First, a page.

FBI Probing Ex-Kentucky Gov. Matt Bevin’s Controversial Flood Of Pardons: Report, The FBI is asking questions about an avalanche of pardons granted by former Kentucky Gov. Matt Bevin that included those for a child rapist and the relative of a political donor, The Louisville Courier Journal reported.
In the weeks before the Republican governor left office after his failed reelection bid, Bevin pardoned or reduced the sentences of at least 650 people. He pardoned a child rapist who was sentenced to 23 years in prison just last year. He also pardoned Patrick Baker, who served just two years of a 19-year sentence for reckless homicide and robbery in the slaying of a victim as his family watched. Baker’s brother hosted an event last year that raised $21,500 for Bevin.
Democratic State Rep. Chris Harris told Courier Journal reporters for an article published Monday that a criminal investigator contacted him last week and asked what he knew about Bevin’s pardons. The newspaper, citing sources, reported the investigator was an FBI agent.
Harris said he doesn’t know if the investigation is formal or informal. “I can tell you, at least, there are questions being asked.” he said.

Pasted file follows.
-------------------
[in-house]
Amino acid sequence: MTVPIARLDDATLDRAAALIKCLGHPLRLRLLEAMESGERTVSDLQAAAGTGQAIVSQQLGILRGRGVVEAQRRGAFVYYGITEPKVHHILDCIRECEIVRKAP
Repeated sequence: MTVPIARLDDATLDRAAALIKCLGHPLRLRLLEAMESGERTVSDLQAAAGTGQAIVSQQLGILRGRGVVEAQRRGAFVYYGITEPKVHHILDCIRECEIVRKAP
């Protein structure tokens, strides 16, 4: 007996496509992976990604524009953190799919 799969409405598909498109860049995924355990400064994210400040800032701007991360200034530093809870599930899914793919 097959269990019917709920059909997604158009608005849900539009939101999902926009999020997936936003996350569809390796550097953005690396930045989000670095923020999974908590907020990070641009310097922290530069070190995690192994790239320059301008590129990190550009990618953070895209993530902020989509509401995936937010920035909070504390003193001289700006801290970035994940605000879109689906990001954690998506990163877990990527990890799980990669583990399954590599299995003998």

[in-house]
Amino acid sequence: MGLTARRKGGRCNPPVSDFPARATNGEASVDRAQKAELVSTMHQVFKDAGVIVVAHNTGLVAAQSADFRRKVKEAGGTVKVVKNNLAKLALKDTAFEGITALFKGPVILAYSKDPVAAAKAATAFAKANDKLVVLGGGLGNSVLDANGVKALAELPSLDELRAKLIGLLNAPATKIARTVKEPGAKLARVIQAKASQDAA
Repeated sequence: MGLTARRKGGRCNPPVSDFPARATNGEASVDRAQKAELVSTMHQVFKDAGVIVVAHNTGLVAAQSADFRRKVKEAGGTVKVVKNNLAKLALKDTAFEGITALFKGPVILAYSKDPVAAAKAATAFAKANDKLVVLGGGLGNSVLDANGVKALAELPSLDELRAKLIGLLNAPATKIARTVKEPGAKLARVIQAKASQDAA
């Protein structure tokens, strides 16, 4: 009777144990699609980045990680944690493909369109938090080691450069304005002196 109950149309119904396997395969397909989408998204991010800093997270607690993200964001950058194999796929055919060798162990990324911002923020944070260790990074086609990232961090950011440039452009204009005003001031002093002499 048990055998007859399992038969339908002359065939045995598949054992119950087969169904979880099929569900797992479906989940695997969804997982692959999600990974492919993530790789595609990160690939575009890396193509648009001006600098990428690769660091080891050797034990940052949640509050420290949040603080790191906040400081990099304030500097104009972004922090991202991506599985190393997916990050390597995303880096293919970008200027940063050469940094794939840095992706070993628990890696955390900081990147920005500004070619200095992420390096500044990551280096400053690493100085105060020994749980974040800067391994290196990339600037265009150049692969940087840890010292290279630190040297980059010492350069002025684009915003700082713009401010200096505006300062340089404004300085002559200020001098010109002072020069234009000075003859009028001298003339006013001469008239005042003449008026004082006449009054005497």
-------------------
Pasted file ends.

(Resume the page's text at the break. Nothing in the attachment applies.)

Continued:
Bevin has said he welcomes an investigation, and denied that campaign contributions affected his decisions.
Politicians in both parties have expressed outrage at Bevin’s actions. The Democratic leader in the state Senate has called for an investigation.
“It’s clear there was political favoritism involved in these pardons,” Sen. Morgan McGarvey said Monday. “We have got to find out if the pardon power was abused and possibly sold to restore the public’s trust in the system.”
Baker has claimed he was framed. As for the child rapist, Bevin has apparently determined on his own that the rapist was innocent because the ex-governor said the 9-year-old victim’s hymen was intact — which does not prove rape did not occur, according to experts.
President Donald Trump traveled to Kentucky to campaign for Bevin in the days leading up to the November election. He suggested that votes for Bevin — as well as in the Mississippi and Louisiana gubernatorial races — would be an indication of how America was feeling about impeachment, The Wall Street Journal reported. A Republican narrowly won in Mississippi, Louisiana stuck with its Democratic governor, and the Kentucky statehouse flipped to Democratic.